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“A wonderfully written book combining the politics of health with the experience of having cancer”

Dr. Jenny Edge blogs about The Price of Experience: Read more

Courageous and prophetic: Tony Benn in the early 80s

Red Pepper, March 14, 2014

Mike Marqusee remembers one of the great modern communicators of the socialist cause

It was inevitable that Tony Benn’s death would be met with tributes from
the political establishment to the effect that they admired him even if
they didn’t agree with him. But for those of us who did agree with him,
his life and death mean so much more. Read more

The British anti-war movement should be standing with anti-war protesters in Russia

antiwar-moscowThe argument against Western imperialism can only be strengthened by a firm opposition to other imperialisms, argues Mike Marqusee

Red Pepper blog, 5 March 2014

It really should be easy enough to condemn Russia’s action in Ukraine while at the same time rejecting and campaigning against US-EU military intervention. Sadly, there are some in the anti-war movement who see this as an awkward proposition. Read more

Clay vs Liston: how a new horizon was opened

Fifty years ago, Cassius Clay “shook up the world” by winning the heavyweight title – and embracing the Nation of Islam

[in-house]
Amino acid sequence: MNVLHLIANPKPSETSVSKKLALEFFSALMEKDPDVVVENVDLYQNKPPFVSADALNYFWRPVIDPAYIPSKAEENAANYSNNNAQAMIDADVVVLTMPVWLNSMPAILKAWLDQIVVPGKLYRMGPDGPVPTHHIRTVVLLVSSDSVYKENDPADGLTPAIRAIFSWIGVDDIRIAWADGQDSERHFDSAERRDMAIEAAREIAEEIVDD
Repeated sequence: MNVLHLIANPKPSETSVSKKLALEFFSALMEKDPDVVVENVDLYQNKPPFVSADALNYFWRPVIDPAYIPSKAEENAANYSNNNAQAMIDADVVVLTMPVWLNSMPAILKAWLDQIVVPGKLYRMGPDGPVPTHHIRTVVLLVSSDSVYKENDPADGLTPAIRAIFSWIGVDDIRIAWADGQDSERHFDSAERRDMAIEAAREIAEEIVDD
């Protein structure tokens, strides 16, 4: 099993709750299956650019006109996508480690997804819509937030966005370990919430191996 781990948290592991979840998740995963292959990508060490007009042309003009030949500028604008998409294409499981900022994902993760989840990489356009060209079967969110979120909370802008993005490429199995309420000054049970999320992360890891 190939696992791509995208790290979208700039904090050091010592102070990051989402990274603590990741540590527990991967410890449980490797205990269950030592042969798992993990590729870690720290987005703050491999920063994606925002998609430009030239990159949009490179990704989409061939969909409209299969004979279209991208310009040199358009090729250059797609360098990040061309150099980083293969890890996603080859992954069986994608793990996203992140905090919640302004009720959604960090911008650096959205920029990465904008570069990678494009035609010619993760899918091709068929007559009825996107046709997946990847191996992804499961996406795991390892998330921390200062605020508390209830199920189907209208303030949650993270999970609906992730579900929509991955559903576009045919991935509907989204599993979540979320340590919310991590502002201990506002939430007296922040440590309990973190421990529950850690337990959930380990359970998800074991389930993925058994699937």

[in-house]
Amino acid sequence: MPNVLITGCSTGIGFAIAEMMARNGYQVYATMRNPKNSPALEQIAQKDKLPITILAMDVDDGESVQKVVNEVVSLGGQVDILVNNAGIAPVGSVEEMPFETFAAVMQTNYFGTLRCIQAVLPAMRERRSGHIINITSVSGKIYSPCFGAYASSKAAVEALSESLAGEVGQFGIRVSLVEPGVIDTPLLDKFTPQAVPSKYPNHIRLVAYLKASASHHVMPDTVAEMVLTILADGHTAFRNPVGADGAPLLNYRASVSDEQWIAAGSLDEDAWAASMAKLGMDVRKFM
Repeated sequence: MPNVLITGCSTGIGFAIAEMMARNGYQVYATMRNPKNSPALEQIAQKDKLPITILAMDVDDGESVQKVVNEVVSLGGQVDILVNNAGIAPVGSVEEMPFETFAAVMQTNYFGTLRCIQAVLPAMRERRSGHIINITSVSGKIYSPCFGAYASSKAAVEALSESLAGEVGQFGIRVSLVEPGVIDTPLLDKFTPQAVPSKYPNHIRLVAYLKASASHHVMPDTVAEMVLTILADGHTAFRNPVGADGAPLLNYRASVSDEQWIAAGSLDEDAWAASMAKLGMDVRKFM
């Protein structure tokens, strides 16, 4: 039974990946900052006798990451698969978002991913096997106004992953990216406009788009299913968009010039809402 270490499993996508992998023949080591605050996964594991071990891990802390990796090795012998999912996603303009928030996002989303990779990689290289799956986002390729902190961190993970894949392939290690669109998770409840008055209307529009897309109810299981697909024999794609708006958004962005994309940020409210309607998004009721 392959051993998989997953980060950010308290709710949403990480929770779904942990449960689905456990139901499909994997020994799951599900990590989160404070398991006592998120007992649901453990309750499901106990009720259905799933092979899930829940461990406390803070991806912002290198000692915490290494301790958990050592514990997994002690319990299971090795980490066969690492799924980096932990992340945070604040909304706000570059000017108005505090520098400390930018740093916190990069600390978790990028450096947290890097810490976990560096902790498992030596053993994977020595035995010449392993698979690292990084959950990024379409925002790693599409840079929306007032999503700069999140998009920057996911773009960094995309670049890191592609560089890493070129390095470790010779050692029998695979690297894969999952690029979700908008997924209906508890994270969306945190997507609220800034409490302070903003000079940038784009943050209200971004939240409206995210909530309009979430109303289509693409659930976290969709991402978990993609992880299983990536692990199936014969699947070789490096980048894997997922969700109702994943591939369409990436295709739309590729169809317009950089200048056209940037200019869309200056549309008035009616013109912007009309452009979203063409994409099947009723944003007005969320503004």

by Mike Marqusee

On the night of February 25, 1964, the 22 year old Cassius Clay defeated the supposedly undefeatable Sonny Liston to become the Heavyweight Champion of the World. It was an upset of historic proportions – Liston had been an eight-to-one favourite – and a shock to the sports-writing fraternity, which had written off Clay as a self-publicising loudmouth.

But the result in the ring was to prove only a prelude to a series of greater shocks. Read more

The Times They Are A-Changin’ – fifty years on

The Guardian, 22 February, 2014

Fifty years ago this month, the 22 year old Bob Dylan released his third album, The Times They Are A-Changin, the acme and as it turned out the end of his “protest” period. Dylan renounced this genre so quickly, and took his fans on such a giddy journey afterwards, that there’s a tendency to downplay the extraordinary achievement and impact of his work in this brief initial phase of a long career.

As a collection, the album is one of the high watermarks of political song-writing in any musical genre. These are beautifully crafted, tightly-focussed mini-masterpieces. And they have a radical edge, a political toughness, that one rarely finds in the folk music of the period. Abstract paeans to peace and brotherhood were not for Dylan; the songs are uncompromising in their anger and unsparing in their analysis. Read more

The Nazi Olympics – a missed opportunity?

As Gareth Edwards’ reminds us in his excellent letter in today’s Guardian, Jesse Owens was able to give the Nazis that slap-in-the-face at the 1936 Berlin Olympics because the boycott campaign preceding it had not been strong enough to stop the US, British and other national Olympic authorities from taking part. In the US, as Gareth notes, there was a serious, well-publicised campaign to press the reactionary US Olympic elite to withdraw from the games. It was very much a ‘popular front’ era campaign, aiming to build a wide coalition against fascism. (Opposition to the boycott by sections of the US Jewish leadership proved to be one of several obstacles the campaign encountered.)

It’s interesting to speculate about what might have happened had the boycott campaign – in US, Britain and elsewhere – been successful. Read more